Sometimes, you just get sick of the city. Noise, bustle, blaring of horns…and the greyness.
I know! Let’s go and listen to some cows mooing instead! Let’s find some greenery.
Is it that simple? Well, it can be – camping is generally fairly wallet friendly, it can be pretty impromptu, and there are lots of places you can go.
But there are still a few things to think about before you set off…and from experience we’ve come up with a few must-do’s. There was the time pre-kids, for instance, where some friends and I turned up to a festival with an ancient ridge tent with no instructions, an air bed (but no pump), completely lacking a mallet – note that shoes DO NOT work well as mallets – and also, no consideration of the fact that we probably shouldn’t attempt our tent pitching on a hill.
The result was a very uncomfortable nights sleep culminating in rolling out of the tent (no built in ground sheet in an old fashioned tent, it turns out) which then promptly went pretty crooked and fell over.
1/ Try out your tent before you go away. Not just the first time, but every time – check that all the pieces are there, that nothing is ripped or broken. Practicing pitching the tent can also give you some time to study the instructions at your leisure, without being pressured for time and also with electricity on hand to allow quick troubleshooting internet style from the comfort of your own home.
(Lesson also learnt from the time we turned up at 10.30pm in a field we didn’t know, with a tent we’d not used for a while…it ended up being more than a little bit wonky).
2. Some bit of kit are more essential than others. A mallet, for example, is pretty much a given if you want your tent to stay up, and in one place. Something to sleep on, something to sleep in, and something to sleep under.
Everything but the mallet is helpfully contained in one handy kit bag if you go for the a camping set like the Aventura Four Person Tent Pack – sleeping bags, roll mats and a two room tent all handily held together in a big zip up sack. In theory, this should make it easy to pack up and set off…I’ll let you know how it works in practice in a week or two! (we do have a mallet, too…).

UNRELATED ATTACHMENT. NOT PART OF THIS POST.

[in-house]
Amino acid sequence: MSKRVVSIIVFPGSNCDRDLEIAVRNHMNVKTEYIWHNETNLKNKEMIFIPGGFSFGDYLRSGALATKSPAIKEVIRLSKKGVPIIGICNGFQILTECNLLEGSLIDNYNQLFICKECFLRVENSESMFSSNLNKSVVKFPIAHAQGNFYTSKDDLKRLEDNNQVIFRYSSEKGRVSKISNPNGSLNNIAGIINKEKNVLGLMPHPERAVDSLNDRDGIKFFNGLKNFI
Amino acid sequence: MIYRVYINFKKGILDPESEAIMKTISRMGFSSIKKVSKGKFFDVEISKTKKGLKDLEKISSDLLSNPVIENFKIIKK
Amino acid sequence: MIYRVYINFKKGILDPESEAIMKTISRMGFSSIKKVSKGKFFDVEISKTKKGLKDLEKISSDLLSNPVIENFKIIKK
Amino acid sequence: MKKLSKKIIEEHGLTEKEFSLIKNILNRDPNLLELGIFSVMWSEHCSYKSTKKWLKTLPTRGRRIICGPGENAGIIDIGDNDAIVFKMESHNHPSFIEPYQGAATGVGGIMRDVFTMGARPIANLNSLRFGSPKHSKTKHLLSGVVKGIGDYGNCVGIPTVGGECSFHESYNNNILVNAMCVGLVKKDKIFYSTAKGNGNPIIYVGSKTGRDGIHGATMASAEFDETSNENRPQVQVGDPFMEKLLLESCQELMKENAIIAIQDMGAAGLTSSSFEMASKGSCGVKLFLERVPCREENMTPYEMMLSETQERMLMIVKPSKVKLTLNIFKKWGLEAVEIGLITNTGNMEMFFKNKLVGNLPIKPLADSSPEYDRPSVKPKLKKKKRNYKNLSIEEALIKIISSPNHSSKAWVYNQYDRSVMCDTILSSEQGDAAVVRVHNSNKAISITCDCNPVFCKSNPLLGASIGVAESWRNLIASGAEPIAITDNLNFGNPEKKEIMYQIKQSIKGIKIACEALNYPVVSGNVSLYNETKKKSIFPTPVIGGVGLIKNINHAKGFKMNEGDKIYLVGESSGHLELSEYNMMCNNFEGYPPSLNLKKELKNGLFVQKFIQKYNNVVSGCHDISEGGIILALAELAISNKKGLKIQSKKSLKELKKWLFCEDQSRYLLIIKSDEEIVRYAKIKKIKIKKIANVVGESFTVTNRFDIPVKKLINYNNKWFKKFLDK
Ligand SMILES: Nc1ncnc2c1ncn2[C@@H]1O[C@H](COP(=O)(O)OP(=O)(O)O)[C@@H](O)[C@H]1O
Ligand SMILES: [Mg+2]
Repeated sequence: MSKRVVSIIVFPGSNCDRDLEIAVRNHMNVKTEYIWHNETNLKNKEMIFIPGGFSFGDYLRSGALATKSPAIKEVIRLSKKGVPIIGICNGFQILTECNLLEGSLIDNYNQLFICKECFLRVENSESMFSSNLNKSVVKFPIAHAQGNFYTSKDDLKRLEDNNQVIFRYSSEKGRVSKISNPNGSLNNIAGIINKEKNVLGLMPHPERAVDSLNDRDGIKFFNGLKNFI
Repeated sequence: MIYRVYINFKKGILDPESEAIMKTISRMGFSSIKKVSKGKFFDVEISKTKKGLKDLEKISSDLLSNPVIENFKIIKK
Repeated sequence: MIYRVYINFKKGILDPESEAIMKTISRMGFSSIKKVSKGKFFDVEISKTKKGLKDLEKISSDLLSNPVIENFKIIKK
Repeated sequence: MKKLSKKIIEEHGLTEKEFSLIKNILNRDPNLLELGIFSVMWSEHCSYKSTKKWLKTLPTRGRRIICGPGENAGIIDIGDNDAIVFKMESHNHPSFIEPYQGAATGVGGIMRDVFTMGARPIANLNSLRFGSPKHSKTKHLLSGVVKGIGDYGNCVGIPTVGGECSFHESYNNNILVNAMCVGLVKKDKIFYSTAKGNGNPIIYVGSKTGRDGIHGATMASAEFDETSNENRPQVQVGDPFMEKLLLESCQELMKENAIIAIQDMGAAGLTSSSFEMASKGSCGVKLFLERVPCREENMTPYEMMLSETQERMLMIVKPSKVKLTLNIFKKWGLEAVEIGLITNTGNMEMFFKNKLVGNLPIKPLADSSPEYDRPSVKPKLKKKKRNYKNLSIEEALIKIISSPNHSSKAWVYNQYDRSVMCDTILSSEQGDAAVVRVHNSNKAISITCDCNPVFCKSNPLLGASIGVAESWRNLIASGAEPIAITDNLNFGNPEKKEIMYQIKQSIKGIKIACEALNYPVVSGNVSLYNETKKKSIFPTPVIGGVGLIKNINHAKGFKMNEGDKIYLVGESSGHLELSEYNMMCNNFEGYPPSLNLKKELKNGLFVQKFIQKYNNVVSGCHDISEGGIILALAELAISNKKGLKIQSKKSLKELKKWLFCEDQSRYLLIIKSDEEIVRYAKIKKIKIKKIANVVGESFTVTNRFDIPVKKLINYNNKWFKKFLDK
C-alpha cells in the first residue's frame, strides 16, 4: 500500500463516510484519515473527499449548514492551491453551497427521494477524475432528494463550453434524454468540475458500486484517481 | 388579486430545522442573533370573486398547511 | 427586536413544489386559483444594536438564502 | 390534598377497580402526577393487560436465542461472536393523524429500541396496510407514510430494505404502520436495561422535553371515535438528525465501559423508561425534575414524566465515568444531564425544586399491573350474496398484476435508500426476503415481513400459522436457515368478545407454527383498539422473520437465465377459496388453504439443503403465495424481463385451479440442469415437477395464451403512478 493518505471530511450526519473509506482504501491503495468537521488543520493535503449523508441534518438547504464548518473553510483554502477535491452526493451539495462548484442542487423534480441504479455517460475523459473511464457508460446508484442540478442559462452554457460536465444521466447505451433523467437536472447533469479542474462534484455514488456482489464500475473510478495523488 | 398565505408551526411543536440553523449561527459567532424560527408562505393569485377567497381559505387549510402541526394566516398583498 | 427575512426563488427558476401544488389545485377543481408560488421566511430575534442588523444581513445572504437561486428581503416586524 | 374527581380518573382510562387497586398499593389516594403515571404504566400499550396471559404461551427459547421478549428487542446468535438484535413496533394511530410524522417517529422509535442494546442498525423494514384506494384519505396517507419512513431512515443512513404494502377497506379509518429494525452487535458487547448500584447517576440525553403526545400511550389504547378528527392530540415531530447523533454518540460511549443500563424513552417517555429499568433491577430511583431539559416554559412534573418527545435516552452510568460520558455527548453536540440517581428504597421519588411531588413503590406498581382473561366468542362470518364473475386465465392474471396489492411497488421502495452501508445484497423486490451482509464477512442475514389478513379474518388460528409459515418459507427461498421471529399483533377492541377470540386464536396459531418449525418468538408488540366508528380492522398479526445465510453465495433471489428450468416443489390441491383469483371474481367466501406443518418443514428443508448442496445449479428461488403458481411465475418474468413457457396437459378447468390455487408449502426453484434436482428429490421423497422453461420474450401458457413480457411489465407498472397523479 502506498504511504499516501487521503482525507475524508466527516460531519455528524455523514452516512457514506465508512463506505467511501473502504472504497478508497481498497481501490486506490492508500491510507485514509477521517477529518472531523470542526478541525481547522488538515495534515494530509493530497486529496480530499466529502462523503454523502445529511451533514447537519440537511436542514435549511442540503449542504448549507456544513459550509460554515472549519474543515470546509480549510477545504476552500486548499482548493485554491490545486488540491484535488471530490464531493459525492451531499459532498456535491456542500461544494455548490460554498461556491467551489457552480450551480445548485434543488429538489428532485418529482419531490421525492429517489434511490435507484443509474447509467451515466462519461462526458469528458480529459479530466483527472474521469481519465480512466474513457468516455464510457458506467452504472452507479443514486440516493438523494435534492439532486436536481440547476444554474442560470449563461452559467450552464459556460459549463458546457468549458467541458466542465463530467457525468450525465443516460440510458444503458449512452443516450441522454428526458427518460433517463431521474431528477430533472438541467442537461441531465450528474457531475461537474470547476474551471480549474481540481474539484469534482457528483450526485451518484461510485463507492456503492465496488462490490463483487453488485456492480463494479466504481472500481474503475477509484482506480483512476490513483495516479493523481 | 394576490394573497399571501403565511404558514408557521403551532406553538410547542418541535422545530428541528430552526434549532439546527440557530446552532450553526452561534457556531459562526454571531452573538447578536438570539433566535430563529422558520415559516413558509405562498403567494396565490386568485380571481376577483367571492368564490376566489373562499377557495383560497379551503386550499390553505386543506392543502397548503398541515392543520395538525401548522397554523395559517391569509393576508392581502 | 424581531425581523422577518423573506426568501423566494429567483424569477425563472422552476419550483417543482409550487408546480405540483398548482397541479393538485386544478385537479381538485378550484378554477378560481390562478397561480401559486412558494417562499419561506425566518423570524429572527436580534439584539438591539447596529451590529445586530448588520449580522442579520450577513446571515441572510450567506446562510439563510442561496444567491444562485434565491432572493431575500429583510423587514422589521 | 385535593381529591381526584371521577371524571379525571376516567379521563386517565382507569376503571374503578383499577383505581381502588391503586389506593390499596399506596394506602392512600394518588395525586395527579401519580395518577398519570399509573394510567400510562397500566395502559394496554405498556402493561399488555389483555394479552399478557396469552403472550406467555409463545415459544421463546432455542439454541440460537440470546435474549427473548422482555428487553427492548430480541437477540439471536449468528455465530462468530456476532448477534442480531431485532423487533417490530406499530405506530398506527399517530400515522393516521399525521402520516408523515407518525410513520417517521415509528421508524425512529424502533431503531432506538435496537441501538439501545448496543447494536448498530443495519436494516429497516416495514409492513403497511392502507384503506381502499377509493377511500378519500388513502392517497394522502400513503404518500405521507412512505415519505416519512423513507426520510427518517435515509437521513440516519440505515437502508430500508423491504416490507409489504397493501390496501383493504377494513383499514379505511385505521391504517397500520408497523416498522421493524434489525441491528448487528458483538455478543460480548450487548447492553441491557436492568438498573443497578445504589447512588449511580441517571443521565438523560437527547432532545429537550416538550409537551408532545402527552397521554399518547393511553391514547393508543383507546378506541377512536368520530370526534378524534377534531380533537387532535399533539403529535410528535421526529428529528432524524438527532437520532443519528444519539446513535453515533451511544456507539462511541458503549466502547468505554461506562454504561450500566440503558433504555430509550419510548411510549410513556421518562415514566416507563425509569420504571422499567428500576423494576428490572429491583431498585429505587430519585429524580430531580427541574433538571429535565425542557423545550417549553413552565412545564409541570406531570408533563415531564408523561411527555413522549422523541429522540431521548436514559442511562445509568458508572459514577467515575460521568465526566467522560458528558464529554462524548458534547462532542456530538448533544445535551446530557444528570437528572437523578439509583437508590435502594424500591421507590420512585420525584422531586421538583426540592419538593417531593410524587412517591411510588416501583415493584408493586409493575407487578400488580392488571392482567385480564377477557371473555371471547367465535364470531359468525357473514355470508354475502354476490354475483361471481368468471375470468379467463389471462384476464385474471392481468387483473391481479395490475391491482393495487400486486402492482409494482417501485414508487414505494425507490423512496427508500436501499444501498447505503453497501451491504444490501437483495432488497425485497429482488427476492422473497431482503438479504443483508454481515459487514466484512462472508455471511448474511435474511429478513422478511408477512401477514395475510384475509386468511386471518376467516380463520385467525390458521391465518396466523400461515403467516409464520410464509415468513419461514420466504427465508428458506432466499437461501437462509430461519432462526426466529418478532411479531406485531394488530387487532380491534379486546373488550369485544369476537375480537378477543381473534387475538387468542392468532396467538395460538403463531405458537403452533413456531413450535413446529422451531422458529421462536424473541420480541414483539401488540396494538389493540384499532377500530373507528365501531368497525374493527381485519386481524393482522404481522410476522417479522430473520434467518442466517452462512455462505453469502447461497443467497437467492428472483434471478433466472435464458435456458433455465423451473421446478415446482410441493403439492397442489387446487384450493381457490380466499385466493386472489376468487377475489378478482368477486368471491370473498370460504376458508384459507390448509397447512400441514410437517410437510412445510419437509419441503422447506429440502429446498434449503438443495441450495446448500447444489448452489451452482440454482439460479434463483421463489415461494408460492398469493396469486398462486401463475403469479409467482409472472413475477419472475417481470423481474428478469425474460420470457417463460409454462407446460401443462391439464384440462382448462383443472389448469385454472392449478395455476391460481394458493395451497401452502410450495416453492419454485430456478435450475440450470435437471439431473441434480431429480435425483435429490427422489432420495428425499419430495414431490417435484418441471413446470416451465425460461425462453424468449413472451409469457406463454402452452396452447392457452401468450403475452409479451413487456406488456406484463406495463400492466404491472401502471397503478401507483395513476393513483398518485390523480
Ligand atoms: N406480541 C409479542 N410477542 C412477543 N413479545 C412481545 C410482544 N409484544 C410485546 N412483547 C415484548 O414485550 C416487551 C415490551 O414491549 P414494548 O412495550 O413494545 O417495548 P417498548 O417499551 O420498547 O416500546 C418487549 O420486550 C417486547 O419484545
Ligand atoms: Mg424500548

And talking of tents, that brings me to my next lesson learnt:
Not, for example, an ancient tent with no instructions, that only sleeps two people when you have more than two people wanting to use it.
There is something to be said for retro tents – they have a certain charm to them – but equally they tend to be heavy, have hard to replace bits, and no inner tent with built in groundsheet to ensure you stay extra warm and dry. They also don’t tend to have more than one room. Or any separate chill space away from the sleep space.
Modern tents offer lots of options –
- The addition of extra inner tents
- Inclusion of living space, porch space, dump all your stuff space…
- Dual skin for extra insulation
- Built in ground sheets for added waterproofness and warmth
and so on, as you can see demonstrated by our somewhat ridiculously large tent above.
4. Pitch it perfectly.
As in, not on a hill, for starters.
Or somewhere like this, either (I had learnt by this point that places where water is likely to pool is a really, really bad idea):
As it turns out, all this advice and more is contained in the handy Halfords Camping Guide, which sets out some ideas of places to stay, some suggestions for helping the kids be happy campers, and a lot of great tips about choosing your tent, essential bits of kit…even some campfire cooking concepts!
Sadly the Halfords Camping Guide was not around when I first went off festivalling. But it is now, and we are off to try it out.
Check back soon and find out how we got on!
Disclosure: this post was written in collaboration with Halfords, who sent us a copy of their camping guide, and an Aventura 4 man tent pack to try. However, all words, opinions and unfortunate previous experiences are my own 🙂